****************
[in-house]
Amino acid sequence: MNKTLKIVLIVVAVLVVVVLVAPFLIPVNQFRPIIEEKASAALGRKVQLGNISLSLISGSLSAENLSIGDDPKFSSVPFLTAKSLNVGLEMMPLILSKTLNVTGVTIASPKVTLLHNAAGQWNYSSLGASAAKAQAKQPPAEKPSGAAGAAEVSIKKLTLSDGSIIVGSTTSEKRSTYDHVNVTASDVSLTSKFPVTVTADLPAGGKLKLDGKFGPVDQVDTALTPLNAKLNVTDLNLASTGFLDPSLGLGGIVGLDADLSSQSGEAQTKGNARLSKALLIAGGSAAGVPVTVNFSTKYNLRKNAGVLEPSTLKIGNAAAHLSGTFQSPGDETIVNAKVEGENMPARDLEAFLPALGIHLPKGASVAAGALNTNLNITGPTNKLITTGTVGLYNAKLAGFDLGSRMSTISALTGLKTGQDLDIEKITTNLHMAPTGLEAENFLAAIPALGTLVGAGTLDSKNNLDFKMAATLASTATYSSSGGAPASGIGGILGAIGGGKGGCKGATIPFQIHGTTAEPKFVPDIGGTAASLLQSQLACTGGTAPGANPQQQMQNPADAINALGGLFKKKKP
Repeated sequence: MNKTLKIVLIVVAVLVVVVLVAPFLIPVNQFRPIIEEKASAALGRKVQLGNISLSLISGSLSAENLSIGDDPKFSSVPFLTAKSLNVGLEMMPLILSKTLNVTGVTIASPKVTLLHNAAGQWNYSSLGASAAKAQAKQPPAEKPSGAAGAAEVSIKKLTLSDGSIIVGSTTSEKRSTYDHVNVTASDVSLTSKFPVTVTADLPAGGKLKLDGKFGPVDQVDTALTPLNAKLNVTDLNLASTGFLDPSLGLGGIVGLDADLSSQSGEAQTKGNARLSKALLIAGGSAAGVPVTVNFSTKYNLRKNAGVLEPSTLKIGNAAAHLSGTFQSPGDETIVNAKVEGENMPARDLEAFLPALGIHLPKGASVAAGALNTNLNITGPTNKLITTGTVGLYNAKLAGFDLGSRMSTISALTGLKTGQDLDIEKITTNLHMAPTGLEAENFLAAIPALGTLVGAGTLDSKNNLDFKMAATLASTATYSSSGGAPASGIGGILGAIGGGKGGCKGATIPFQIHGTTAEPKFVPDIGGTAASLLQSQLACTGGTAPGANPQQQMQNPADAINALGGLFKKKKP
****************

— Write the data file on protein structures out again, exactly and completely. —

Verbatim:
[in-house]
Amino acid sequence: MNKTLKIVLIVVAVLVVVVLVAPFLIPVNQFRPIIEEKASAALGRKVQLGNISLSLISGSLSAENLSIGDDPKFSSVPFLTAKSLNVGLEMMPLILSKTLNVTGVTIASPKVTLLHNAAGQWNYSSLGASAAKAQAKQPPAEKPSGAAGAAEVSIKKLTLSDGSIIVGSTTSEKRSTYDHVNVTASDVSLTSKFPVTVTADLPAGGKLKLDGKFGPVDQVDTALTPLNAKLNVTDLNLASTGFLDPSLGLGGIVGLDADLSSQSGEAQTKGNARLSKALLIAGGSAAGVPVTVNFSTKYNLRKNAGVLEPSTLKIGNAAAHLSGTFQSPGDETIVNAKVEGENMPARDLEAFLPALGIHLPKGASVAAGALNTNLNITGPTNKLITTGTVGLYNAKLAGFDLGSRMSTISALTGLKTGQDLDIEKITTNLHMAPTGLEAENFLAAIPALGTLVGAGTLDSKNNLDFKMAATLASTATYSSSGGAPASGIGGILGAIGGGKGGCKGATIPFQIHGTTAEPKFVPDIGGTAASLLQSQLACTGGTAPGANPQQQMQNPADAINALGGLFKKKKP
Repeated sequence: MNKTLKIVLIVVAVLVVVVLVAPFLIPVNQFRPIIEEKASAALGRKVQLGNISLSLISGSLSAENLSIGDDPKFSSVPFLTAKSLNVGLEMMPLILSKTLNVTGVTIASPKVTLLHNAAGQWNYSSLGASAAKAQAKQPPAEKPSGAAGAAEVSIKKLTLSDGSIIVGSTTSEKRSTYDHVNVTASDVSLTSKFPVTVTADLPAGGKLKLDGKFGPVDQVDTALTPLNAKLNVTDLNLASTGFLDPSLGLGGIVGLDADLSSQSGEAQTKGNARLSKALLIAGGSAAGVPVTVNFSTKYNLRKNAGVLEPSTLKIGNAAAHLSGTFQSPGDETIVNAKVEGENMPARDLEAFLPALGIHLPKGASVAAGALNTNLNITGPTNKLITTGTVGLYNAKLAGFDLGSRMSTISALTGLKTGQDLDIEKITTNLHMAPTGLEAENFLAAIPALGTLVGAGTLDSKNNLDFKMAATLASTATYSSSGGAPASGIGGILGAIGGGKGGCKGATIPFQIHGTTAEPKFVPDIGGTAASLLQSQLACTGGTAPGANPQQQMQNPADAINALGGLFKKKKP